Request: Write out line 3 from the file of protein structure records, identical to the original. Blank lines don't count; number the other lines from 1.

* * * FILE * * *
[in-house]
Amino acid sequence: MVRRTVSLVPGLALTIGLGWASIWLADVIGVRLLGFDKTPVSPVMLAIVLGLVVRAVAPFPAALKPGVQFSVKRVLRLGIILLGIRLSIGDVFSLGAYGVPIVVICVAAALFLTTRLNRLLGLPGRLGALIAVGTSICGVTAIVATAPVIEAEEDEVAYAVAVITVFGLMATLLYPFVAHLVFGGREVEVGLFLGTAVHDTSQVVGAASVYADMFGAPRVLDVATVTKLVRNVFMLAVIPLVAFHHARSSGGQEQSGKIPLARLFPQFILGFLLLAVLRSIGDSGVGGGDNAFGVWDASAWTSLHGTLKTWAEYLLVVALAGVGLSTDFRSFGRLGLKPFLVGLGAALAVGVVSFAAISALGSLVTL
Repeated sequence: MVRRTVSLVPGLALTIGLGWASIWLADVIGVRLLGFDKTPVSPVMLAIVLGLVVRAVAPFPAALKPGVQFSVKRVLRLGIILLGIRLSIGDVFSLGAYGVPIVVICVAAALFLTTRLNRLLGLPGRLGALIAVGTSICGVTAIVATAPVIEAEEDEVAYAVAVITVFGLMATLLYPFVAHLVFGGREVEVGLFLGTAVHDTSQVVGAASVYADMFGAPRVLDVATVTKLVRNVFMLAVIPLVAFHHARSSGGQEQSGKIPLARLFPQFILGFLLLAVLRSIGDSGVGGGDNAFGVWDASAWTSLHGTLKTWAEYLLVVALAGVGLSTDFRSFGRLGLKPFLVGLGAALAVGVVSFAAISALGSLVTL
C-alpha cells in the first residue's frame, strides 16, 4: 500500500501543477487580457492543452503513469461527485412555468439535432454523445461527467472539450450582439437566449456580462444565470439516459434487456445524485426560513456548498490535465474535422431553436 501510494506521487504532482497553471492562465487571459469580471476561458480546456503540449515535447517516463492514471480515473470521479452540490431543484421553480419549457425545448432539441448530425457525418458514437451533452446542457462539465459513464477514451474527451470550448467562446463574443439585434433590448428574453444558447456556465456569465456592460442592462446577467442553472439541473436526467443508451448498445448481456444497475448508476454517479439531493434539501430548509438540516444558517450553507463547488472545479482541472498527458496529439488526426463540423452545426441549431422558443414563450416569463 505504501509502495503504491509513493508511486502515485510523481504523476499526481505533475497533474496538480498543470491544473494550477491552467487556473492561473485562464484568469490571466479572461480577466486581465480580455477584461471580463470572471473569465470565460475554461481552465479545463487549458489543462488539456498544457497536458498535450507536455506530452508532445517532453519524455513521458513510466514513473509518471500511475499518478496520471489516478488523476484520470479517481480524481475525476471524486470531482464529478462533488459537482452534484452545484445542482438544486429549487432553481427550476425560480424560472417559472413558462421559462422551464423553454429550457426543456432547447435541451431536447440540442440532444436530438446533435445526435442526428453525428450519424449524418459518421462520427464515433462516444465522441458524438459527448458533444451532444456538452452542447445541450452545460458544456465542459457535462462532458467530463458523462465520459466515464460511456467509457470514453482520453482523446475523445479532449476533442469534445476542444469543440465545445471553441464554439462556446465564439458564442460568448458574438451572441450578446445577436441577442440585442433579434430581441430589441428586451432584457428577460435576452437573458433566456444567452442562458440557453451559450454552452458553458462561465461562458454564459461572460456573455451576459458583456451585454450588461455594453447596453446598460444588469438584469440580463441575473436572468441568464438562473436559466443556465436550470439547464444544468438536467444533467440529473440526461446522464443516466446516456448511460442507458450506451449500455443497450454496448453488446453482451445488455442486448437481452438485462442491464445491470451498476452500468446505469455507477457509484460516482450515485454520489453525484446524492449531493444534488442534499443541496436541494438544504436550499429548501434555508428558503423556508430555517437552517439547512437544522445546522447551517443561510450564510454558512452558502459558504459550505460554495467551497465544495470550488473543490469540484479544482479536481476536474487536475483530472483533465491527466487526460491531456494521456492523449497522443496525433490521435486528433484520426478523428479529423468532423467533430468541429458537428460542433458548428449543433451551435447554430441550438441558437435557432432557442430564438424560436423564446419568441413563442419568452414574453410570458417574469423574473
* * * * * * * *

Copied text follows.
Repeated sequence: MVRRTVSLVPGLALTIGLGWASIWLADVIGVRLLGFDKTPVSPVMLAIVLGLVVRAVAPFPAALKPGVQFSVKRVLRLGIILLGIRLSIGDVFSLGAYGVPIVVICVAAALFLTTRLNRLLGLPGRLGALIAVGTSICGVTAIVATAPVIEAEEDEVAYAVAVITVFGLMATLLYPFVAHLVFGGREVEVGLFLGTAVHDTSQVVGAASVYADMFGAPRVLDVATVTKLVRNVFMLAVIPLVAFHHARSSGGQEQSGKIPLARLFPQFILGFLLLAVLRSIGDSGVGGGDNAFGVWDASAWTSLHGTLKTWAEYLLVVALAGVGLSTDFRSFGRLGLKPFLVGLGAALAVGVVSFAAISALGSLVTL